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Why is the ITCZ in the Northern Hemisphere? And why might it have shifted southward in the late 20th century?

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January 31, 2013
Dargan Frierson
Hosted by Walter Hannah


The Northern Hemispheric maximum of the tropical rainfall is usually thought to be caused by properties of tropical landmasses, such as the size and shape of continents. However, a variety of recent studies have established that conditions even well outside the tropics also affect tropical circulation and rainfall. Using this new understanding, we demonstrate that the meridional overturning circulation of the oceans is instead the cause of the peak of zonal mean rainfall north of the equator, by causing a cross-equatorial ocean heat transport that heats the NH atmosphere more than the SH. We use satellite observations of the Earth’s energy budget and atmospheric reanalyses to study tropical rainfall using a global energetic framework. Global climate model simulations even without continents show a pronounced peak of precipitation in the NH when the observed OHT is added.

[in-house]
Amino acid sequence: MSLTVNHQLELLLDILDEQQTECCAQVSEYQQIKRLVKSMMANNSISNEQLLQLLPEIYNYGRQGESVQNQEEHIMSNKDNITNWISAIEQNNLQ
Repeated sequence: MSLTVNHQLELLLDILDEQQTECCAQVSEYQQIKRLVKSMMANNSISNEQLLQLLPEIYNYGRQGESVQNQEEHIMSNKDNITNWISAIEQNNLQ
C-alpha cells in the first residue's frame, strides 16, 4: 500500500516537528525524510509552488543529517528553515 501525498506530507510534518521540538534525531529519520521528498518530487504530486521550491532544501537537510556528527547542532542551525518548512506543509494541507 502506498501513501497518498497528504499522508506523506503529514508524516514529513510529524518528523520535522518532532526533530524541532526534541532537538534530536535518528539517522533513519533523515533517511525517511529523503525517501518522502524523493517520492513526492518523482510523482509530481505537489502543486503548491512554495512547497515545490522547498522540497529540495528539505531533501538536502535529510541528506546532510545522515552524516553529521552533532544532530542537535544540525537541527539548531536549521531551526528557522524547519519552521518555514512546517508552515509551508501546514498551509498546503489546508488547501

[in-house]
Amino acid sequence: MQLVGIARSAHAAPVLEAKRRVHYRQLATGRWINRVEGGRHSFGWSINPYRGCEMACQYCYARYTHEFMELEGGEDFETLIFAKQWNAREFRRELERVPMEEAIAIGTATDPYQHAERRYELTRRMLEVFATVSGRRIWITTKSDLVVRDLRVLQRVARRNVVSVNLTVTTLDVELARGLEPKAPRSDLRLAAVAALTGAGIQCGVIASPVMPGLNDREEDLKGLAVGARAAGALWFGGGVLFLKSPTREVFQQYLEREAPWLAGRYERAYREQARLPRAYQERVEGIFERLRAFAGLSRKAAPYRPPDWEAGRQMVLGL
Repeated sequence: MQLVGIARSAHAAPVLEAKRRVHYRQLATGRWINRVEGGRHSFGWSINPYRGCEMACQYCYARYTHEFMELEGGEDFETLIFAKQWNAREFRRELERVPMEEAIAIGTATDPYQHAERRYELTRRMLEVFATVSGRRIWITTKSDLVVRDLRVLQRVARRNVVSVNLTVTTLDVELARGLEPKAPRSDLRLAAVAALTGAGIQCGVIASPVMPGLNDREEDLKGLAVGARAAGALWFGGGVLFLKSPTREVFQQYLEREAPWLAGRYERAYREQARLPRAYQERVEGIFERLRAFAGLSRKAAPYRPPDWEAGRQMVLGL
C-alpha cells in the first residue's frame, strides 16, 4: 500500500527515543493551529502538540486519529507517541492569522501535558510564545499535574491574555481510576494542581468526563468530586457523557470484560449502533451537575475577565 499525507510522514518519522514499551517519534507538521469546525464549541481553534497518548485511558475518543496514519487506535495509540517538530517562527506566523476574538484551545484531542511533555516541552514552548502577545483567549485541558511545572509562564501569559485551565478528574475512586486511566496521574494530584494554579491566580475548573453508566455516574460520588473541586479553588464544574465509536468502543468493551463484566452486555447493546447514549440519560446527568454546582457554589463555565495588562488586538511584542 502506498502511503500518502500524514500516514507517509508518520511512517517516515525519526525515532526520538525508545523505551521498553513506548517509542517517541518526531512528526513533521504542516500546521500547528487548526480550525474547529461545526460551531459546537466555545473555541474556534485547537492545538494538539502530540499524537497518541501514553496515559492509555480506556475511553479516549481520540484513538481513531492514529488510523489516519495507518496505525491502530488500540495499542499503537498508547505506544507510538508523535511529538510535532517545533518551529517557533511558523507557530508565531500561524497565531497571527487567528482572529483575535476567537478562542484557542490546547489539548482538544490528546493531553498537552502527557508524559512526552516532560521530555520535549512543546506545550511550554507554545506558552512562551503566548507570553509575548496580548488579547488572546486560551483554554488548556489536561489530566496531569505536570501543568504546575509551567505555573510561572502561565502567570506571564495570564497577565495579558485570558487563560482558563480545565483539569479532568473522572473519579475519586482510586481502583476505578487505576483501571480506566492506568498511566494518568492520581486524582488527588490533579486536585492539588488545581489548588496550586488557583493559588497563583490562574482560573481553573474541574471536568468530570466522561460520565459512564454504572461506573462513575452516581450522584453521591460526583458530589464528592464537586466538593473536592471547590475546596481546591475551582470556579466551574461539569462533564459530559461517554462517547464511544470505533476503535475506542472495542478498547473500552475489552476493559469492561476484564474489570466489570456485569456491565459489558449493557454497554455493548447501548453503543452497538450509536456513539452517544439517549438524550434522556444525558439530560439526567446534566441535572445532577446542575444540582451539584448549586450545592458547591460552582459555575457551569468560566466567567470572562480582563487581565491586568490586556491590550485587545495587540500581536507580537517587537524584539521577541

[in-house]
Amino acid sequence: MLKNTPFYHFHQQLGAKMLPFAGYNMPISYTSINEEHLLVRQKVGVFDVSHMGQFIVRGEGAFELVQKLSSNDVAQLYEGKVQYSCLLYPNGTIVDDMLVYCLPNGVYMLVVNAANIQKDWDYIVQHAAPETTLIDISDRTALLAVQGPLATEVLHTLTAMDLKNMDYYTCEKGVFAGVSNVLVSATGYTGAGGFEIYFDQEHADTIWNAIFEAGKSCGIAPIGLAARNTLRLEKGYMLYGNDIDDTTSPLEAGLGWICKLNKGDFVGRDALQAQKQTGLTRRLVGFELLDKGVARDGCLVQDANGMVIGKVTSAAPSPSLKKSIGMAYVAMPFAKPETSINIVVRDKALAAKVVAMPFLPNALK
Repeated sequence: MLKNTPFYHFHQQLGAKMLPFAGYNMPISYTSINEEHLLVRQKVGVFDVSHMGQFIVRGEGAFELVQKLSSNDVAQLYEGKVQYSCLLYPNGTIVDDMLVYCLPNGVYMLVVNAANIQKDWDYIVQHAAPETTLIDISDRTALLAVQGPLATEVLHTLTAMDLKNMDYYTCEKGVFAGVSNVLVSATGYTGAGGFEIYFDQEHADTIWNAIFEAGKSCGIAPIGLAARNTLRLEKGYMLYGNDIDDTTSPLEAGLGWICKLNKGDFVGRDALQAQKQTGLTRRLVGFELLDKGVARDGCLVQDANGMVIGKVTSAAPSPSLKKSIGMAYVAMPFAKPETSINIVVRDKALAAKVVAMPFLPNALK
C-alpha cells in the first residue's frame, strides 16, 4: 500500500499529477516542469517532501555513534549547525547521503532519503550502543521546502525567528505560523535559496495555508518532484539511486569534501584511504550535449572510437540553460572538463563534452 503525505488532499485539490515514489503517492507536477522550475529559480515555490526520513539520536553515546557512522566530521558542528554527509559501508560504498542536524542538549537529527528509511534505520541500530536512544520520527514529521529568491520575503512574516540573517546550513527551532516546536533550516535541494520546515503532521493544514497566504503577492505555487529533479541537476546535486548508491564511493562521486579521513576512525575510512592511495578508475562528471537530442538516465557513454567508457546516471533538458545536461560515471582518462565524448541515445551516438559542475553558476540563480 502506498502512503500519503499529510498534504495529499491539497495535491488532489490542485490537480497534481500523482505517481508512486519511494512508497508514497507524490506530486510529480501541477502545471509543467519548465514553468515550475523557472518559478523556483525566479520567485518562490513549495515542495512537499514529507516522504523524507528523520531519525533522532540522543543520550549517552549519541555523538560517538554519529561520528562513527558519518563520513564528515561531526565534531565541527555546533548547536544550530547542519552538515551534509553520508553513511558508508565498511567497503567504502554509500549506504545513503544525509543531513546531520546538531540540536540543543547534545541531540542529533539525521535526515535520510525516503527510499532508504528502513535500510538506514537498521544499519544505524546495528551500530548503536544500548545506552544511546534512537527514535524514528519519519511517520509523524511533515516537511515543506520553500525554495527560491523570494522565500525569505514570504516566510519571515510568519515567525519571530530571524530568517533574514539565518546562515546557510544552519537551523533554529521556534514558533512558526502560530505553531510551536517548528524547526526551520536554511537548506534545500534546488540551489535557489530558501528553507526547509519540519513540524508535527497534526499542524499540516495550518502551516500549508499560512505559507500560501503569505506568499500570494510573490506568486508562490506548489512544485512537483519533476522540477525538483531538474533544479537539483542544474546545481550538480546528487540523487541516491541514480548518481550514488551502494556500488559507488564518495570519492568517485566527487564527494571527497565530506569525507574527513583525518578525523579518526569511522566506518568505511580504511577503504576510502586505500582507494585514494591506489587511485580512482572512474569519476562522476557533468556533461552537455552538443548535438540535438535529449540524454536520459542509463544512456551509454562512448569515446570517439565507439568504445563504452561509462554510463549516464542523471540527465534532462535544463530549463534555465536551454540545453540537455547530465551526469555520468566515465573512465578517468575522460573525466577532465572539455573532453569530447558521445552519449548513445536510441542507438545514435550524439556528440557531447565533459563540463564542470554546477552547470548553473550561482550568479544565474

Using the same energetic framework, we claim that a southward shift of precipitation seen in models and observations in the late 20th century was in part due to sulfate aerosol emissions, which kept the NH from warming as much during that period. We additionally study the mean state biases of GCMs with the same framework, and show that a large fraction of the double ITCZ problem can be attributed to a lack of low cloud coverage over the Southern Ocean, which produces an excessively warm SH and an ITCZ that maximizes too much in the SH.